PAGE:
Though the design process promises to be cheaper and more comprehensive than prior design processes, it is not the first time the Army has tried to replace the vehicle.
The United States Army would like to make extensive use of 3D modeling and simulations to build their Bradley Fighting Vehicle replacement. Unlike traditional 2D paper blueprints, 3D modeling can let designers test out their designs before investing time and resources into prototyping and helps streamline the research and development process.
Defense News quoted an Army official, who stated that “we intend to use digital engineering in a model-based environment, and that is in the next phase, phase 3, where we’re going to award those contracts to design vehicles.”
“We’re currently working through exactly what that looks like, but we want to get to a cloud-based tech stack so we have the ability to get in there and take a look at the designs as they evolve in real-time, and then take those designs and the data that comes with them and plug them into models and simulations so that we can run them while they’re still digital, and we can use that technique to avoid costly failures on a test range.”
The Bradley Fighting Vehicle is a Cold War-era tracked armored personnel carrier and tank killer, built as a response to the Soviet Union’s BMP series of armored, tracked fighting vehicles. And while the Bradley is robustly armed with a 25mm chain gun, secondary general-purpose machine guns, and a TOW anti-tank system when it debuted, the vehicle’s armor package and firepower have since been outclassed by other similar vehicles.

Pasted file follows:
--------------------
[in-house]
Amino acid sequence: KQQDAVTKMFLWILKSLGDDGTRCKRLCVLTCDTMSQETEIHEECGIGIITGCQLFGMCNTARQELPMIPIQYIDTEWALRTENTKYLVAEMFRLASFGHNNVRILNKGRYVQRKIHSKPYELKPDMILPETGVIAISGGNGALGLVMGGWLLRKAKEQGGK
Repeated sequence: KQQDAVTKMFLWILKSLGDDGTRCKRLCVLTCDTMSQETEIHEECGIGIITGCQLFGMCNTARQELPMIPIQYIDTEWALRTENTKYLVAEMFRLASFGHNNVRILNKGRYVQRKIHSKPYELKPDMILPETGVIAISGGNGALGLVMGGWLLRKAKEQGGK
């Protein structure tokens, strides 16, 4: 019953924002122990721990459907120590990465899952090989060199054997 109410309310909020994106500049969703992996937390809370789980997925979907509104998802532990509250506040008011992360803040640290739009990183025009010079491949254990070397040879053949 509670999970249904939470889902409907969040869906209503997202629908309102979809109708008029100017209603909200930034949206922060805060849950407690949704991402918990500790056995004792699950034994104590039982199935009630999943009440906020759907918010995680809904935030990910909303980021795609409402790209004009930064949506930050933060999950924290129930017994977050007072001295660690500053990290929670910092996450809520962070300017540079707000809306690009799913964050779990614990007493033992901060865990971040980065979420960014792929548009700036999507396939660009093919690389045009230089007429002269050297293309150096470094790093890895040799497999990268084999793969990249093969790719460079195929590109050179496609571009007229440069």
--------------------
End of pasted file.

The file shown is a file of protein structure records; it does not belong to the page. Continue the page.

The Army has tried to replace the Bradley before, though previous attempts have been unsuccessful. The Army ultimately canceled one program, the Ground Combat Infantry Fighting Vehicle, thanks in part to the prototype vehicle’s incredibly high weight. The prototype would have been heavier than the M1 Abrams main battle tank, one of the heaviest main battle tanks in service.
Next-Generation Combat Vehicle
The current Next-Generation Combat Vehicle program is again seeking a Bradley replacement and contracts with five companies, American Rheinmetall Vehicles, Oshkosh Defense, Point Blank Enterprises, BAE Systems, and General Dynamics Land Systems.
The program has hit several speed bumps, including a requirements reassessment. The program’s original requirements were highly restrictive and would have been very difficult to achieve.
It remains to be seen if the Army’s latest Bradley Fighting Vehicle replacement will bear fruit. While a 3D digital engineering process could indeed streamline the Next-Generation Combat Vehicle program, it’s not the first time the Army has tried replacing the Cold War-era vehicle.
Caleb Larson is a multimedia journalist and Defense Writer with the National Interest. He lives in Berlin and covers the intersection of conflict, security, and technology, focusing on American foreign policy, European security, and German society.